Abstract 16716: Inhibition of Microrna-146a Enhances Angiogenesis and Functional Recovery After Myocardial Infarction and Hindlimb Ischemia
Background: Regeneration and functional recovery following ischemia critically depends on angiogenic processes in the affected tissue. MicroRNAs (miRs), a class of small non-coding RNAs that regulate gene expression by targeting mRNA for cleavage or translational repression, have been shown to influence angiogenesis; however, the key regulators and underlying mechanisms are incompletely defined.
Methods and Results: In ischemic tissues of C57BL/6J mice following myocardial infarction as well as hindlimb ischemia, expression levels of miR-146a were strongly upregulated (myocardial infarction: 3,5-fold after 48h; hindlimb: 14-fold after 72h). In vitro, transfection of endothelial cells with pre-miR-146a significantly attenuated cell proliferation and migration, abrogated endothelial capillary network formation on Matrigel and inhibited cell sprouting from endothelial spheroids. In contrast, an efficient knock-down by antagomiR-146a significantly augmented endothelial cell proliferation, migration, network formation, and sprouting. Among other confirmed targets, NADPH oxidase 4 (Nox4) was identified as direct target of miR-146a and validated by luciferase gene reporter assays. Following hind limb ischemia, systemic application of antagomiR-146a led to enhanced blood vessel growth and blood flow, as determined by histological analysis and laser Doppler imaging, (perfusion recovery: 61.3±18.1% vs. 38.4±11.1%; n=4; P<0.05). Moreover, systemic application of antagomiR-146a after permanent ligation of the left anterior descending coronary artery resulted in a significantly improved cardiac function, as assessed by echocardiography (fractional shortening: 22±4 vs. 11±2; n=6; P<0.01), reduced myocardial infarct size (LV infarct size: 41,6±4,1% vs. 62.7±3.5%; n=5; P<0.01), as assessed by picrosirius-red staining, and increased vascularity in the peri-infarct zone (16.7±1.2 vs. 9.4±1.2 a.u.; n=5; P<0.01).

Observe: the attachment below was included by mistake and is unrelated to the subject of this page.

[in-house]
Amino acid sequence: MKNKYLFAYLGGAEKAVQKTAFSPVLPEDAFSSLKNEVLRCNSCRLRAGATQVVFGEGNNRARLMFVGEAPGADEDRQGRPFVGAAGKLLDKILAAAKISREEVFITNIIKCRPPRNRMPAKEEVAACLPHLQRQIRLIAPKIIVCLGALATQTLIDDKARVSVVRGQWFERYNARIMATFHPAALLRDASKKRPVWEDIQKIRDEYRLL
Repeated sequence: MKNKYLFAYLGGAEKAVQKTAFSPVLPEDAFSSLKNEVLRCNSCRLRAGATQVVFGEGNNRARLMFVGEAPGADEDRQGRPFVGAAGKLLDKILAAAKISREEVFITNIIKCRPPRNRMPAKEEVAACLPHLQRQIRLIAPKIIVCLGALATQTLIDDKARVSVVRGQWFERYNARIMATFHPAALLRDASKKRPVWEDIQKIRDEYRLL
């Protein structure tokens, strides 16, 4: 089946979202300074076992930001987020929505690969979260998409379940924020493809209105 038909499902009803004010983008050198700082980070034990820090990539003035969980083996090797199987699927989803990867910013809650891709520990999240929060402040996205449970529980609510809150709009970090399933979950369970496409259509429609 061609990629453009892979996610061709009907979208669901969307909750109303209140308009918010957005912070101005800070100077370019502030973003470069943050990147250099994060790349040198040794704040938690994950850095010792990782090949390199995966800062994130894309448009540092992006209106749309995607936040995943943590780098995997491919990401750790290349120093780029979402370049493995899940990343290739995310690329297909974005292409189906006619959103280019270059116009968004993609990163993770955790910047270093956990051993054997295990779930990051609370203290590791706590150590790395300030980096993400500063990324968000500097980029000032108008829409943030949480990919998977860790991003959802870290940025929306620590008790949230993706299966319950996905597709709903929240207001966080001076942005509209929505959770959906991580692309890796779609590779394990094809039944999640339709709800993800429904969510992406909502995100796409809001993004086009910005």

Conclusions: Our data indicate that miR-146a acts as a critical regulator of angiogenesis during ischemic tissue regeneration. Moreover, miR-146a may represent an attractive target for future therapeutic interventions for the treatment of ischemic heart disease or peripheral arterial disease.
- © 2013 by American Heart Association, Inc.